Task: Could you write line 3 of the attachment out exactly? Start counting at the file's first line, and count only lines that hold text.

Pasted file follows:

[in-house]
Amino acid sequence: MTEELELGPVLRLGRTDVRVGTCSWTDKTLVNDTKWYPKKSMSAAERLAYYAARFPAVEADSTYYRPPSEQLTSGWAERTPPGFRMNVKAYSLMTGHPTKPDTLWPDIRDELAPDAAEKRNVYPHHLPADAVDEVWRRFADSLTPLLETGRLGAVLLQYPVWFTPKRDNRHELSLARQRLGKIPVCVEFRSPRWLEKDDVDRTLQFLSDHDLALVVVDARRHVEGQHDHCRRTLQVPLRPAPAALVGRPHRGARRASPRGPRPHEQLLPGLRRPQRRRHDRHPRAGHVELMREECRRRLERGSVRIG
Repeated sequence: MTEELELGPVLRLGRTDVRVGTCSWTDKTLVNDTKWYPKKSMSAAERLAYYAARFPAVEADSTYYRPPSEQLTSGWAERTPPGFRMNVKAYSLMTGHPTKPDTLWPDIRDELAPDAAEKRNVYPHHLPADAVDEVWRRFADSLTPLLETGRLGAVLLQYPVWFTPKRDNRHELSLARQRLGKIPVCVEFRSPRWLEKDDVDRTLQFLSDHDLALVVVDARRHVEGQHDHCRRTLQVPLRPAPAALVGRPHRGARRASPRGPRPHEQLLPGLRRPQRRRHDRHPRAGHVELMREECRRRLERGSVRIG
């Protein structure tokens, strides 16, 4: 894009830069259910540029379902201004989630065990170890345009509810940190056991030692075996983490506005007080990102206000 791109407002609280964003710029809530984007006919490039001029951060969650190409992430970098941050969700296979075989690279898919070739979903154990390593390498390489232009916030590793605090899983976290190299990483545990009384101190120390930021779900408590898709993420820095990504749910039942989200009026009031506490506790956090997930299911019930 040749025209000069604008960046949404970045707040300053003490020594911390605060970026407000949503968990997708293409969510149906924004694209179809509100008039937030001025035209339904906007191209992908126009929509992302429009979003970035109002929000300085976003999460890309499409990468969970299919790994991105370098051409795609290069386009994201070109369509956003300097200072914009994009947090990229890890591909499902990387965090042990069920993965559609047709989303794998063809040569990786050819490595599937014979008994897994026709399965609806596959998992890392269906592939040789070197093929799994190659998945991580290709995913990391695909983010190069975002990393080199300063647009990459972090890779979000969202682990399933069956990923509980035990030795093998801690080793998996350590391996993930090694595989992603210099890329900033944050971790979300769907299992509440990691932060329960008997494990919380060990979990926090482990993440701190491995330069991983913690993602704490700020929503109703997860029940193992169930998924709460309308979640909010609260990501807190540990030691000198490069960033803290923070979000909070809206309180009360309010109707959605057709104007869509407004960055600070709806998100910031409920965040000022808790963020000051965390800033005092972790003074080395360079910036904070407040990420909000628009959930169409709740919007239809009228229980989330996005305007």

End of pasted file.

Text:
Repeated sequence: MTEELELGPVLRLGRTDVRVGTCSWTDKTLVNDTKWYPKKSMSAAERLAYYAARFPAVEADSTYYRPPSEQLTSGWAERTPPGFRMNVKAYSLMTGHPTKPDTLWPDIRDELAPDAAEKRNVYPHHLPADAVDEVWRRFADSLTPLLETGRLGAVLLQYPVWFTPKRDNRHELSLARQRLGKIPVCVEFRSPRWLEKDDVDRTLQFLSDHDLALVVVDARRHVEGQHDHCRRTLQVPLRPAPAALVGRPHRGARRASPRGPRPHEQLLPGLRRPQRRRHDRHPRAGHVELMREECRRRLERGSVRIG